Money Laundering to Support Terrorism
Yassin Aref. On October 10, 2006, a jury in the Northern District of New York found Yassin Aref guilty of conspiracy to commit money laundering, conspiracy to provide material support to terrorists, and conspiracy to provide material support to a designated foreign terrorist organization, as well as two counts of money laundering. He was also found guilty of one count of making false statements. His co-defendant, Mohammed Hossain, was also found guilty, and both defendants were sentenced to 15 years in prison. Aref was initially identified when his name and telephone number were discovered in documents found in 2003 at three separate Ansar-al-Islam locations in Iraq. In addition, investigation disclosed that numerous telephone calls were placed from his home telephone to a telephone number in Damascus, Syria, connected to al Qaeda. The case involved a sting operation in which an FBI informant represented to the defendants that the informant needed to conceal the proceeds of the importation of a surface-to-air missile (SAM). The informant further represented that the SAM was to be used by terrorists in New York City in an operation targeting a Pakistani government official. Hossain agreed to launder the money through his business, and Aref, the imam of a local mosque, agreed to witness and guarantee the transactions to ensure that they were conducted according to the laws of Allah.
Material Support to Hamas
Mohamed Shorbagi. On August 28, 2006, Mohamed Shorbagi pled guilty in the Northern District of Georgia to providing material support to Hamas, a designated foreign terrorist organization. Shorbagi provided financial support to Hamas through donations to the Holy Land Foundation for Relief and Development, and conspired with others to provide such material support, knowing that Hamas had been designated as a foreign terrorist organization and that Hamas engaged in terrorist activity. Shorbagi also hosted high-level Hamas officials at a Georgia mosque, where he served as the imam. He was sentenced to 92 months in prison. Shorbagi also testified in the trial of Abdelhaleem Ashqar and Muhammad Salah in the Northern District of Illinois, who were charged along with others with participation in a 15-year racketeering conspiracy in the U.S. and abroad, using bank accounts in the United States to launder millions of dollars to illegally finance Hamas’ terrorist activities in Israel, the West Bank, and Gaza Strip. On February 1, 2007, Salah and Ashqar were convicted on obstruction and contempt charges but acquitted of racketeering conspiracy charges. Salah was sentenced on July 11, 2007, to 21 months imprisonment. Ashqar was sentenced on November 21, 2007, to 135 months imprisonment.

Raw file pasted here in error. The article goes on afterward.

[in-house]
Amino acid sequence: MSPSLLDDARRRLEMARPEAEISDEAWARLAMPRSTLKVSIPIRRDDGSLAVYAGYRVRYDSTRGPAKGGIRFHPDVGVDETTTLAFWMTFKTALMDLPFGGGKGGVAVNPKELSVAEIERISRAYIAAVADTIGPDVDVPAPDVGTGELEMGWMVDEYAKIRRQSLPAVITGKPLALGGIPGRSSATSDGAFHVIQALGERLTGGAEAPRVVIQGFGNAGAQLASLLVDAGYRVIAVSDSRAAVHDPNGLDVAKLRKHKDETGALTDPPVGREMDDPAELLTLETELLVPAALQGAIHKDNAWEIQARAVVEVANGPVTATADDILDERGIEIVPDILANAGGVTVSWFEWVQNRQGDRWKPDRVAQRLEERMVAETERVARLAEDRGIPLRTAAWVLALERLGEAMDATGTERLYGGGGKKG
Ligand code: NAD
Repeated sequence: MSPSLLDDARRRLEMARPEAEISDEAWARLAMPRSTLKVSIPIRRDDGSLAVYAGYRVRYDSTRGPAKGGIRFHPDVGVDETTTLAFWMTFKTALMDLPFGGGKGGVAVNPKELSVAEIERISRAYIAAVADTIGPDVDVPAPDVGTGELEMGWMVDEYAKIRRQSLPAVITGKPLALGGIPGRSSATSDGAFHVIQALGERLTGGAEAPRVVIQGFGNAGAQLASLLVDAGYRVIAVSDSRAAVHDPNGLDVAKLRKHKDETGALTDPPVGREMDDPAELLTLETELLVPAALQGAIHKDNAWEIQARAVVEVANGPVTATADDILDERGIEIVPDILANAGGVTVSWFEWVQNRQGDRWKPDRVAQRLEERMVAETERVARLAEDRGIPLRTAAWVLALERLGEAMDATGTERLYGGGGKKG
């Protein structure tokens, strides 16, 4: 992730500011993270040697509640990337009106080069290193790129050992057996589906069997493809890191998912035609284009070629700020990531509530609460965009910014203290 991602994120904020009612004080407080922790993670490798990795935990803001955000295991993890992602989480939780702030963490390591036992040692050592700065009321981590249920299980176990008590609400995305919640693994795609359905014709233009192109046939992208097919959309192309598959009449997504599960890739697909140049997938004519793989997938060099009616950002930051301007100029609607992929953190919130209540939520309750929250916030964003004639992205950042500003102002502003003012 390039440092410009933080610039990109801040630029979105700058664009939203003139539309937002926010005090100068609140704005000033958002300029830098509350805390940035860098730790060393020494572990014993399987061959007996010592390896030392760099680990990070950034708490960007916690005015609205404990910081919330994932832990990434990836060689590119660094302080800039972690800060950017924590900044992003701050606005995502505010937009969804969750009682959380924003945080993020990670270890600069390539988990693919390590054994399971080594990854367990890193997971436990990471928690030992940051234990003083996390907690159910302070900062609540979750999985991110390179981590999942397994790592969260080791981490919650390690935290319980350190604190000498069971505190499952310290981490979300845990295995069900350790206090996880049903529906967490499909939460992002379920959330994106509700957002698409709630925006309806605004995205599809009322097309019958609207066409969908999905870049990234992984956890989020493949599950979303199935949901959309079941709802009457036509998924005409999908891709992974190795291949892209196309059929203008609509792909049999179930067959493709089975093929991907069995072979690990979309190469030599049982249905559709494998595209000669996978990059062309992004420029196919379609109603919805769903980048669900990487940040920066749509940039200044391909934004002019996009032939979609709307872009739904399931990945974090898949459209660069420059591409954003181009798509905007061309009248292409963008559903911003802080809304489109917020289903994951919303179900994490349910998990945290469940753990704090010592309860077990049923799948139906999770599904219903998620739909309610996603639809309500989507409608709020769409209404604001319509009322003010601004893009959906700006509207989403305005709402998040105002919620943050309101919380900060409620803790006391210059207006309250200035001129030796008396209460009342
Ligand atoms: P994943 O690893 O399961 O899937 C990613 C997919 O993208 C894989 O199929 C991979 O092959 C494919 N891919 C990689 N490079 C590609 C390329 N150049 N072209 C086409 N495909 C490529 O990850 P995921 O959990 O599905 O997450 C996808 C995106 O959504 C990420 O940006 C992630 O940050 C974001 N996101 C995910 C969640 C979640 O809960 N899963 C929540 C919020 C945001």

Rendering Assistance to a Khalistan Commando Force
Khalistan Commando Force. On December 20, 2006, a jury in the Eastern District of New York returned a verdict convicting Khalid Awan of providing money and financial services to the Khalistan Commando Force (KCF), a terrorist organization (although not on a UN Security Council Resolution or U.S. Government list) responsible for thousands of deaths in India since its founding in 1986. Awan was sentenced to 14 years in prison on September 12, 2007. KCF was formed in 1986 and is comprised of Sikh militants who seek to establish a separate Sikh state in the Punjab region of India. The organization has engaged in numerous assassinations of prominent Indian government officials—including the murder of Chief Minister Beant Singh of Punjab in 1995—and hundreds of bombings, acts of sabotage and kidnappings. The government’s evidence at trial included recordings of Awan’s prison telephone calls to Panjwar in Pakistan, in which Awan introduced the inmate as a potential recruit for the KCF; statements by Awan admitting that he sent hundreds of thousands of dollars to KCF; testimony by two New York-area fund raisers for the KCF who stated that they delivered money to Awan’s residence in Garden City; and testimony by the Assistant Inspector General of the Punjab Police Intelligence Division that the KCF was responsible for the deaths of thousands of innocent victims in India.